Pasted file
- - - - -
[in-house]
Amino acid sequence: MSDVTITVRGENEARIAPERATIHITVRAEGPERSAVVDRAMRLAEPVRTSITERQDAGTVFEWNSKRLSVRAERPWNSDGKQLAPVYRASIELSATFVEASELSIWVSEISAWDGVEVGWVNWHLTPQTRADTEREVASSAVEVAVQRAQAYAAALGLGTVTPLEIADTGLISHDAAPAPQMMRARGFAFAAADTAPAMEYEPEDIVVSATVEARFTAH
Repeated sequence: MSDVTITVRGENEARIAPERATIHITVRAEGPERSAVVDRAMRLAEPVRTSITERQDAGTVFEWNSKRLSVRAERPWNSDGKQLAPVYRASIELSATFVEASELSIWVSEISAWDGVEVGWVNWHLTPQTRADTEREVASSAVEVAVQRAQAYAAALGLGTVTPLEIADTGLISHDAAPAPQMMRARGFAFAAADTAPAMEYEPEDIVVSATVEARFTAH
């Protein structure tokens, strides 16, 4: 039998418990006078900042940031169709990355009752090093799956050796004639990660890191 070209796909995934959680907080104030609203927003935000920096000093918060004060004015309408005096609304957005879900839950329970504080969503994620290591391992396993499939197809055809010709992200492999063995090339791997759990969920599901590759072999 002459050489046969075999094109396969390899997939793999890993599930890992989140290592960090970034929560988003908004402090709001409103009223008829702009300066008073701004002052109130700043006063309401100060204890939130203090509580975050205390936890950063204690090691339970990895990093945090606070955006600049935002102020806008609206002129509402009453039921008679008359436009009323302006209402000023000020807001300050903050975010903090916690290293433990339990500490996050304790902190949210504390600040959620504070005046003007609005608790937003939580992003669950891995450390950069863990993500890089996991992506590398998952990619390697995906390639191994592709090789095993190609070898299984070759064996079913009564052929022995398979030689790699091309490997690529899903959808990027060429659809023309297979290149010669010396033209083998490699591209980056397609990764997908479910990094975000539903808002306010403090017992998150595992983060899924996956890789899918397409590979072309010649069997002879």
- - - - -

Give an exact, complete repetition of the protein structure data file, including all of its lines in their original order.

[in-house]
Amino acid sequence: MSDVTITVRGENEARIAPERATIHITVRAEGPERSAVVDRAMRLAEPVRTSITERQDAGTVFEWNSKRLSVRAERPWNSDGKQLAPVYRASIELSATFVEASELSIWVSEISAWDGVEVGWVNWHLTPQTRADTEREVASSAVEVAVQRAQAYAAALGLGTVTPLEIADTGLISHDAAPAPQMMRARGFAFAAADTAPAMEYEPEDIVVSATVEARFTAH
Repeated sequence: MSDVTITVRGENEARIAPERATIHITVRAEGPERSAVVDRAMRLAEPVRTSITERQDAGTVFEWNSKRLSVRAERPWNSDGKQLAPVYRASIELSATFVEASELSIWVSEISAWDGVEVGWVNWHLTPQTRADTEREVASSAVEVAVQRAQAYAAALGLGTVTPLEIADTGLISHDAAPAPQMMRARGFAFAAADTAPAMEYEPEDIVVSATVEARFTAH
């Protein structure tokens, strides 16, 4: 039998418990006078900042940031169709990355009752090093799956050796004639990660890191 070209796909995934959680907080104030609203927003935000920096000093918060004060004015309408005096609304957005879900839950329970504080969503994620290591391992396993499939197809055809010709992200492999063995090339791997759990969920599901590759072999 002459050489046969075999094109396969390899997939793999890993599930890992989140290592960090970034929560988003908004402090709001409103009223008829702009300066008073701004002052109130700043006063309401100060204890939130203090509580975050205390936890950063204690090691339970990895990093945090606070955006600049935002102020806008609206002129509402009453039921008679008359436009009323302006209402000023000020807001300050903050975010903090916690290293433990339990500490996050304790902190949210504390600040959620504070005046003007609005608790937003939580992003669950891995450390950069863990993500890089996991992506590398998952990619390697995906390639191994592709090789095993190609070898299984070759064996079913009564052929022995398979030689790699091309490997690529899903959808990027060429659809023309297979290149010669010396033209083998490699591209980056397609990764997908479910990094975000539903808002306010403090017992998150595992983060899924996956890789899918397409590979072309010649069997002879």